Monday, September 3, 2018

ISTAF Berlin Meet

Semenya #5 All-Time at 1000m as Robert Harting Retires

copyright 2018, Mark Cullen/trackerati.com, All Rights Reserved

While the track and field world was celebrating the career of German discus great Robert Harting, a terrific meet broke out in Berlin’s Olympic Stadium.

The ISTAF event is part of IAAF’s second tier of meets (and the first one covered by this website).

Don’t let the ‘second tier’ part fool you – some of the sport’s greatest stars perform at these meets.

Caster Semenya (RSA) ripped a 2:30.70 1000m, the #5 time in history. Kenya’s Timothy Cheruiyot was unbeatable over the last 10% of the 1500m, just as he has been unbeatable in this event all season. He sprinted away from countryman Ferguson Rotich to win 3:32.37-3:33.21.

“For my season I thank God,” said the humble and soft-spoken Cheruiyot in an interview with Trackerati. “I am honored tonight because I close my season well here in Berlin.”

“This is the last race for me,” he said with evident relief that he had finished so well and now has an opportunity to rest. “I am going back to build up for next year, but I am all done for this year.”

Tyquendo Tracey (Jam) won the men’s 100m in 10.05, while Kim Collins of Saint Kitts and Nevis finished 8th in 10.45.

He’s 42.

German Aleixo-Platini Menga, 31, suffered the ignominy of finishing behind a 42 year old man in front of the hometown crowd. He was unavailable for comment as he was rushed from the stadium to begin the rest of his life in exile in an undisclosed location.

Dramatic in a different way was the women’s 100m. Marie-Josee Ta Lou (CIV) turned the tables on Michelle-Lee Ayhe (TTO), who had won the Diamond League final in Zurich just three nights earlier; Ta Lou finished a surprising 3rd there. The times in Berlin were a modest 11.08-11.13.

Orlando Ortega (Por) won the men’s hurdles in an outstanding 13.15, while Christina Manning (US) won a squeaker over Germany’s Pamela Dutkiewicz, 12.72-12.73. Olympic gold and silver medalist Dawn Harper-Nelson (US) continued her farewell tour and finished 5th in 12.94.

There has been a lot of online comment about Colleen Quigley’s magnificent 3000m time of 9:10.27, which makes her the 3rd fastest performer in US history behind Courtney Frerichs (9:00.85) and Emma Coburn (9:02.58).

Far more impressive than the outstanding time was her win, a stirring competitive dusting of Kenya’s Daisy Jepkemei as Quigley fought off her repeated challenges. Jepkemei finished 2nd in 9:14.66.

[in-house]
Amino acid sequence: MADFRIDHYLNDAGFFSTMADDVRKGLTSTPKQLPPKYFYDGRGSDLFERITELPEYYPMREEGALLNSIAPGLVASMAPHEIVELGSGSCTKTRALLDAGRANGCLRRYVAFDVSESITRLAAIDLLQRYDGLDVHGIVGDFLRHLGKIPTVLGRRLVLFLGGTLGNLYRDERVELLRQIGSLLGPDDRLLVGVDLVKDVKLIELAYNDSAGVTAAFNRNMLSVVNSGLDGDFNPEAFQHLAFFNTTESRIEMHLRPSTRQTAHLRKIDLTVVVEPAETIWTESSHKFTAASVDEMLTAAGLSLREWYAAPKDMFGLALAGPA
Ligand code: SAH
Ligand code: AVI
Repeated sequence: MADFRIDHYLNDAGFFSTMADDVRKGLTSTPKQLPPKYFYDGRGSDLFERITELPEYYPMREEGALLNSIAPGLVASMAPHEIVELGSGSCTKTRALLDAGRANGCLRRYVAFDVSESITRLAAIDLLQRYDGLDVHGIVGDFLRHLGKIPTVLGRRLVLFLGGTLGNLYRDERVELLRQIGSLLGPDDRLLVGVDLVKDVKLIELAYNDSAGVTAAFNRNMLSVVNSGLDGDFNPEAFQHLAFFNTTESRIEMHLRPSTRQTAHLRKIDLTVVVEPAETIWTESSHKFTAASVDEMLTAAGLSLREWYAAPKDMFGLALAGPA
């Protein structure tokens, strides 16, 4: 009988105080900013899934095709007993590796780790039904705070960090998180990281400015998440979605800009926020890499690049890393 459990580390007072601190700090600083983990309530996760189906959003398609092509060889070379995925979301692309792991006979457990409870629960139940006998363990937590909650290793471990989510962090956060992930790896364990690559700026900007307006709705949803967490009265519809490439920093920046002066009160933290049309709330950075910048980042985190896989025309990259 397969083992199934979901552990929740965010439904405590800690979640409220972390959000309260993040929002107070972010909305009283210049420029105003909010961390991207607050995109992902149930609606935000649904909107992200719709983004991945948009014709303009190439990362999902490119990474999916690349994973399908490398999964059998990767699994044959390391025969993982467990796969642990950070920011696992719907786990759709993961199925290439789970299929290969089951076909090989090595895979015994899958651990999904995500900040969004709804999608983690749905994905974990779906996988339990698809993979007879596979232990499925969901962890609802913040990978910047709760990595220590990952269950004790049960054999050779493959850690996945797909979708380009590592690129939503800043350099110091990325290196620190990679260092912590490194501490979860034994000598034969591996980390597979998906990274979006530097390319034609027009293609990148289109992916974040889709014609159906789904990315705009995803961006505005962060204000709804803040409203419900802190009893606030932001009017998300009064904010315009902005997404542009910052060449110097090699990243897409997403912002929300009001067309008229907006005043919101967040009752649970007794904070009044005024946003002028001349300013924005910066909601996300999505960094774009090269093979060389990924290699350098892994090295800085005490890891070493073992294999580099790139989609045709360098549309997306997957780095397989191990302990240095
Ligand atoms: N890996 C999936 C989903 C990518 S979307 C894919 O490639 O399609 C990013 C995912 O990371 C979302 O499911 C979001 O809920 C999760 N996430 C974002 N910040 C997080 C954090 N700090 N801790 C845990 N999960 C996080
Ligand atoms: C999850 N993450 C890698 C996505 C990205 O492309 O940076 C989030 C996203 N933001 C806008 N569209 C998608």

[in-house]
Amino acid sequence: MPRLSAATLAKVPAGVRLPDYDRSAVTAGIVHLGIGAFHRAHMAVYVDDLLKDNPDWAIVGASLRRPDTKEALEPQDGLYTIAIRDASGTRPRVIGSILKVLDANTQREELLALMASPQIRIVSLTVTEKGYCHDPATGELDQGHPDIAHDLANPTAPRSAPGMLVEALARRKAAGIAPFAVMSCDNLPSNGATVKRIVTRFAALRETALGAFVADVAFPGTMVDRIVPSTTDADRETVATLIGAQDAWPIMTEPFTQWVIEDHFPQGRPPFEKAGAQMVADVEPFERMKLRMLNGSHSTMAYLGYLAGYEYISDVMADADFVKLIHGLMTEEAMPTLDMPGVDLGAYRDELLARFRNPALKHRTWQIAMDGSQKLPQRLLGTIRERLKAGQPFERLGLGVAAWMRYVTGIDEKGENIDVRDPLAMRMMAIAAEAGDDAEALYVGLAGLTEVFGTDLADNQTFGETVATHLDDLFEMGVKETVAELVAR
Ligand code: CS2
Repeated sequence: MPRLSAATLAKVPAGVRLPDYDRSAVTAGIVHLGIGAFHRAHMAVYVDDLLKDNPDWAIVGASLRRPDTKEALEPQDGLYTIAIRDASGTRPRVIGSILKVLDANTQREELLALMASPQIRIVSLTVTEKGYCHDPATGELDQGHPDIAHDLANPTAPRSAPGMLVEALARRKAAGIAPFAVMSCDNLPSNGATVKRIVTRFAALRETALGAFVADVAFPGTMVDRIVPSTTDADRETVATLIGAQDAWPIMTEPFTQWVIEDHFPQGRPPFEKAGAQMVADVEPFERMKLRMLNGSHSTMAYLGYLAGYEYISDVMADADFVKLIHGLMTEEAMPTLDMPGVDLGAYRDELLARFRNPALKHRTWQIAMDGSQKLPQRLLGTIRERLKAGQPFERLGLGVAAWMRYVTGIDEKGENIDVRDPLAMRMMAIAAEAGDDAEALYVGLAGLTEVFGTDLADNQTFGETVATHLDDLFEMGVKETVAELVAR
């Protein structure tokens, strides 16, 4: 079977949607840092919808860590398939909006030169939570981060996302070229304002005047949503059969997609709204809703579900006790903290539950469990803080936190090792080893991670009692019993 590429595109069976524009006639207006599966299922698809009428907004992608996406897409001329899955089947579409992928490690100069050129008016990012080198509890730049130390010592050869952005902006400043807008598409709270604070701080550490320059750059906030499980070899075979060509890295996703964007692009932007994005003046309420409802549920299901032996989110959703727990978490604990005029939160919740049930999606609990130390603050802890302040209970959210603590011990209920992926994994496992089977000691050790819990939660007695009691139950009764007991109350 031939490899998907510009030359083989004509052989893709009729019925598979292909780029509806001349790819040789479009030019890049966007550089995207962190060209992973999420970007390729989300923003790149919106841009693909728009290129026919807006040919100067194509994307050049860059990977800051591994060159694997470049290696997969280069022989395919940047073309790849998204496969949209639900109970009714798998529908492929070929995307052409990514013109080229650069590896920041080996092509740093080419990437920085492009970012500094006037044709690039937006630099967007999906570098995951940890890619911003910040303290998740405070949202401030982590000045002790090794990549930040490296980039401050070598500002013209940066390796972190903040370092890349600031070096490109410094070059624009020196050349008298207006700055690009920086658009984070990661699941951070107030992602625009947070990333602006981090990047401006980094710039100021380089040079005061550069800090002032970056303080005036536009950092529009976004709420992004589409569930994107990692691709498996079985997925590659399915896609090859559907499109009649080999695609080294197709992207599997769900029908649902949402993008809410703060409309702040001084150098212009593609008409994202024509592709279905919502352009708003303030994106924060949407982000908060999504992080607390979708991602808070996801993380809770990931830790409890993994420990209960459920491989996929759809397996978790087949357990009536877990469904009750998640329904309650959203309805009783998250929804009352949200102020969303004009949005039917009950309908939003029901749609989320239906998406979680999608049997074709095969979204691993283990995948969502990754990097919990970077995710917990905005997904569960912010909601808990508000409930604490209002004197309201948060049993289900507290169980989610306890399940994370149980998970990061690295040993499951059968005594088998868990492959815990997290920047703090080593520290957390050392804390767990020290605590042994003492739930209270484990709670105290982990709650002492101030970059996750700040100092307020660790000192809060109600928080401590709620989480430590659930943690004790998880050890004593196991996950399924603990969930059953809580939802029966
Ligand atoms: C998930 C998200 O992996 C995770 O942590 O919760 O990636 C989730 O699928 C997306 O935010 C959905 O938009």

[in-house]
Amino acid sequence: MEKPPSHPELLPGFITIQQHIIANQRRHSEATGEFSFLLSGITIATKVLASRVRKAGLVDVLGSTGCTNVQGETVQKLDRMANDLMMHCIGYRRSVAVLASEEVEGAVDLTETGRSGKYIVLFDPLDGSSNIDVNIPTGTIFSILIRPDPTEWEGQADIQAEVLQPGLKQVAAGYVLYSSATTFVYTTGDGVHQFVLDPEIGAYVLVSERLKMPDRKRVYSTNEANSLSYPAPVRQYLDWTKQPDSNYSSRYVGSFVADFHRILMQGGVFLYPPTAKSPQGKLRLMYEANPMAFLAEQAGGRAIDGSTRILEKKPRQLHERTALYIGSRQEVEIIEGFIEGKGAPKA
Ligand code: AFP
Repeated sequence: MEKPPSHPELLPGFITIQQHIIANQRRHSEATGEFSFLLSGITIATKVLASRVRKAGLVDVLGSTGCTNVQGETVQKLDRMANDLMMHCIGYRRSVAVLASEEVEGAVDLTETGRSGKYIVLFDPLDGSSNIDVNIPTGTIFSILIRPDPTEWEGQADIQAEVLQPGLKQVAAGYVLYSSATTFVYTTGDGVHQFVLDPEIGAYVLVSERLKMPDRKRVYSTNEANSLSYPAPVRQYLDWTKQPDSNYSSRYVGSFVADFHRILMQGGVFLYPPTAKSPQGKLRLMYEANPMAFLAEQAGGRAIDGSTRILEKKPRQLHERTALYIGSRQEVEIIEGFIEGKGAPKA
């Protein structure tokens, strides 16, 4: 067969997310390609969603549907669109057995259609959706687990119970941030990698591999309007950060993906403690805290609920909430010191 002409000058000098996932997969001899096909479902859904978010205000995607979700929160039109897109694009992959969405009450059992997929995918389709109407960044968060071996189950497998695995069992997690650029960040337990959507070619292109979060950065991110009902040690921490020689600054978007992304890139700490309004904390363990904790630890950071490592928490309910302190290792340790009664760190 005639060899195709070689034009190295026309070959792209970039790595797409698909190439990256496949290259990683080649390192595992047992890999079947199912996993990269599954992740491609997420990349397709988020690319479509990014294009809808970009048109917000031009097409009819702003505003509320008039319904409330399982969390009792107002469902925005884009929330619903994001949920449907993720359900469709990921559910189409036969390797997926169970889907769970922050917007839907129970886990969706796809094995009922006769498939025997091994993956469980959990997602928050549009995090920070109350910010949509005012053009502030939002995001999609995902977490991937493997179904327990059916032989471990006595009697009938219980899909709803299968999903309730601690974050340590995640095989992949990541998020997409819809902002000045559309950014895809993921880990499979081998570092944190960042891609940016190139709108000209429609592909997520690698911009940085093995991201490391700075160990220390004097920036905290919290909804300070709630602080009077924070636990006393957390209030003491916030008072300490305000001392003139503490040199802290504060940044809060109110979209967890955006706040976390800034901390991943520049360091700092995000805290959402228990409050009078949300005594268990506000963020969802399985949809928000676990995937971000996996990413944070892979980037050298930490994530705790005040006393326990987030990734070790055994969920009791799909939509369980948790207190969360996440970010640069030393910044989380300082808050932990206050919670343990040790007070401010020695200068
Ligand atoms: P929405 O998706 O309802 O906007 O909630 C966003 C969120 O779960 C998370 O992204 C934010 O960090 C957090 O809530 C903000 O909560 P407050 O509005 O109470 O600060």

The women’s mile was a hotly contested event with Portugal’s Marta Pen-Freitas pulling out a win over Kate Grace (US), 4:22.45 - 4:23.23. A fine showing by the US middle distance corps with Alexa Efraimson 4th in 4:24.82 and Katie Mackey 9th in 4:29.81.

Germany closed out the women’s track events by winning the 4x100m relay, much to the impassioned delight of the hometown crowd. Kimberly Williams of Jamaica won the triple jump in 14.40 (47-3), while Belarus’ rising high jump star, the surprise European silver medalist, 20 year old Maksim Nedaskeau, won at 2.30 (7-6 ½). Apparently he likes to jump in this stadium, as it has now yielded him silver and gold.

Germany fared well in the throwing events, with European champions Christina Schwanitz (2014 + 2016, shot put) and Christin Hussong (2018, javelin) 1st and 2nd in their respective events. The men’s javelin yielded the usual spectacular results for Germany as Thomas Rohler, Julian Weber, and Andreas Hofmann swept the podium, with Rohler’s 86.50 (283-9) the winner.

Australia has been on fire the past several days, and there’s no time like the last five meets of the season to peak well. Brooke Stratton won the long jump in 6.71 (22-1/4)  and topped, among others, Germany’s 2018 European Champion, Malaika Mihambo, who finished third. Kelsey-Lee Roberts had an impressive javelin win -  by over a meter in 62.70 (205-8) to Hussong’s 61.51 (201-9).

As for the men’s discus final, take this result and paste it on your wall. You’ll never see Robert Harting’s name in a discus final again.

The 2012 Olympic gold medalist famously won the first of three World titles here in 2009 on his last throw. Today, he almost pulled it off again as he fell just short to his brother Christoph, the 2016 Olympic Champion, 65.67 (215-5) - 64.95 (213-1).

Props to meet organizers, who tweaked the schedule in such a way that the men’s discus would finish last, and for assuring that Harting, no matter his standing, would have the last throw.

"I am especially grateful about the people who let me be the person I really am," said the ever-gracious discus king. "I am really proud that everything worked out pretty well."

Meanwhile, Kim Collins announced that he, too, would retire after this meet.

Sceptics abound.

A Google search of “Kim Collins retires 2012-2017” yielded 480,000 results.



Caster Semenya at the 2017 ISTAF Berlin Meet

photo credit: Gallery4/ISTAF

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